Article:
Jul 9, 2014; Detroit, MI, USA; Los Angeles Dodgers right fielder Yasiel Puig (66) tosses his bat in the air in the dugout in the eighth inning against the Detroit Tigers at Comerica Park. Mandatory Credit: Rick Osentoski-USA TODAY Sports

Why Can't The Dodgers Score Late in Games?

Remember when the 2013 Dodgers could come from behind to erase any deficit? No game was ever out of reach with the 13 Dodgers. One run, two runs, five, or six runs, no deficit was too high, no score was too much for the offense. But the 2014 Dodgers are different. They fold up like a chair when they’re behind in the late innings.

The Dodgers of this season follow the same script and it’s hard to figure out. The club is simply incapable of coming from behind late in games.

The Dodgers late inning suckfests are giving Mattingly angita- Charles LeClaire-USA TODAY Sports

Normally if the Dodgers have a lead, or the game is tied, they’re fine. They usually win if that happens. But if the club is trailing after the sixth or seventh inning you can pretty much kiss the game good night. It’s a recurring theme this season with the offense, and it’s becoming infuriating. If the Dodgers are down early, or trail late in the game, they give up.

When I say they “give up” I mean it literally. They stop trying to score and generally just strike out every other at-bat. Failing to make contact is a big indicator. Wednesday’s 6-1 loss to the Pirates was a perfect example of many of these failed rallies. The offense managed just fiver hits off of a pitcher who has just two wins this year. Both of course are against the Dodgers.

There are times when the offense does make an attempt to come back. It happens every once in a while. For example the second game against Pittsburgh on Tuesday saw the offense rally from deficits of 4-2, and 8-4. The offense was able to pull within one run at one point in that game. This is a rarity. And normally when it does happen the bullpen will blow the game wide open anyways.

Despite the offense putting up semi-productive numbers, they consistently are unable to score late in games.

Check out the numbers. From innings one through six the Dodgers have a slash line of .269/.335/.410, and an OPS of .745. That ranks the club fifth in all of Baseball. During the first six frames of a game the Dodgers have hit 55 home runs and scored 307 runs. They rank sixth with 230 walks.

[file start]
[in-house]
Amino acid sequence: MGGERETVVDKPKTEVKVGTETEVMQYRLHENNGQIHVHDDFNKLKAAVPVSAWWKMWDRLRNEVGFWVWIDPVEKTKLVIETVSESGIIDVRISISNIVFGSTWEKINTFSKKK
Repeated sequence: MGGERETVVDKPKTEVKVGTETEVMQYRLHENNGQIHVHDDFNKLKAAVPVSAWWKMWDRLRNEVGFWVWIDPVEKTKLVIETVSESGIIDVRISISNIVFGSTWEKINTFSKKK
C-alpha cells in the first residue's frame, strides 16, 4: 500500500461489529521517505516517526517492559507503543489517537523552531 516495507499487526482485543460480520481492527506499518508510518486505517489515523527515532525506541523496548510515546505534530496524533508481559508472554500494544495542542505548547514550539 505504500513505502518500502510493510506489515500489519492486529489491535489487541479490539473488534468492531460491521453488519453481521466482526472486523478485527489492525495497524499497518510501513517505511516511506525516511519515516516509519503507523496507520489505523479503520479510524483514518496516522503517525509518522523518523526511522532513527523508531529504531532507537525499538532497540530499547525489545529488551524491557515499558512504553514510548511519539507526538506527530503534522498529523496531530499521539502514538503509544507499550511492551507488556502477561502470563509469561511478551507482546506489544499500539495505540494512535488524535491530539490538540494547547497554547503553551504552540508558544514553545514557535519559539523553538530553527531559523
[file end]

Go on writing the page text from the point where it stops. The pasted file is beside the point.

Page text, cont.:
From the seventh inning or later the Dodgers are hitting .232/.315/.364 with an OPS of .680. They’ve hit 23 home runs, and scored just 118 runs. That ranks them 24 in MLB. From the eighth inning on the club is slashing .226/.305/.346  with an OPS of .651. The Dodgers have hit 15 home runs and scored just 67 times from the eighth inning on. Hang on it gets worse.

What’s the club batting in the ninth inning on? This would also include all of those extra inning games the club lost earlier in the season. The Dodgers are batting .206/.289/.321 with a .610 OPS in the ninth inning or later. They’ve hit just eight home runs, and scored just 29 runs. The Dodgers are batting just .191 in the ninth innings. Adrian Gonzalez is batting .129 in the ninth innings. Matt Kemp is hitting .083 from ninth inning on. Puig is hitting .130. Andre Ethier is hitting .192 in the ninth, and Carl Crawford is hitting .176.

Those are pathetic numbers indeed. As a matter of fact, I can only remember the Dodgers having one come from behind or walk-off win the entire season. Just one. So unless the Dodgers get an early lead, they lose.

You could say that the club is facing tougher pitchers later in games. I guess you could make that argument. But this has been going on all season. You have to be able to hit those good relievers sometimes. You can’t just give up.

The question is, what is causing this problem? Why can’t the offense score runs late in games? I ask myself this question a lot and have still been unable to find an answer. Do they get tired late in games? I suppose this is possible. But if it’s not a physical issue, then it’s probably a mental one.

Charles LeClaire-USA TODAY Sports

The more I think about it and the more games I watch and write about, the more I am convinced it is a mental block. The club simply gets depressed when they are losing and they give up. You can tell from their plate approaches. Too many strike outs. There is too much swinging for the fences. They don’t work counts, and the situational hitting becomes lackluster. Their shoulders slump, and they look defeated. When trailing after seven innings the club looks listless and depressed.

Maybe this is something the coaching staff is missing? It would seem that the coaching staff should be able to provide some kind of wisdom in this situation. But then again, these are all veteran major leaguers, (Most of them anyways, Yasiel Puig not withstanding), and they probably don’t need the coaches holding their hands or telling them how to play Baseball. Who knows maybe they need a Baseball shrink?

Then again, if they didn’t need help they wouldn’t be giving up after the seventh inning. This leads me to believe it’s all in their heads. Is it a mental problem?  I have no idea, but if the club expects to go anywhere this season, they’re going to have to figure it out.

The 2013 Dodgers were never out of games. No lead was safe with that team. The 13 Dodgers had magical comebacks nearly every other game. That offense instilled fear in opposing clubs. No game was ever over until the final out with those 2013 Dodgers.

The 2014 Dodgers are a sad different story. If the Dodgers are unable to come from behind and score runs late in games, then I am afraid they are not a championship caliber club. What happened to the magic from last season? it has all but disappeared. Not even David Copperfield could help this offense.

Tags: Los Angeles Dodgers Yasiel Puig

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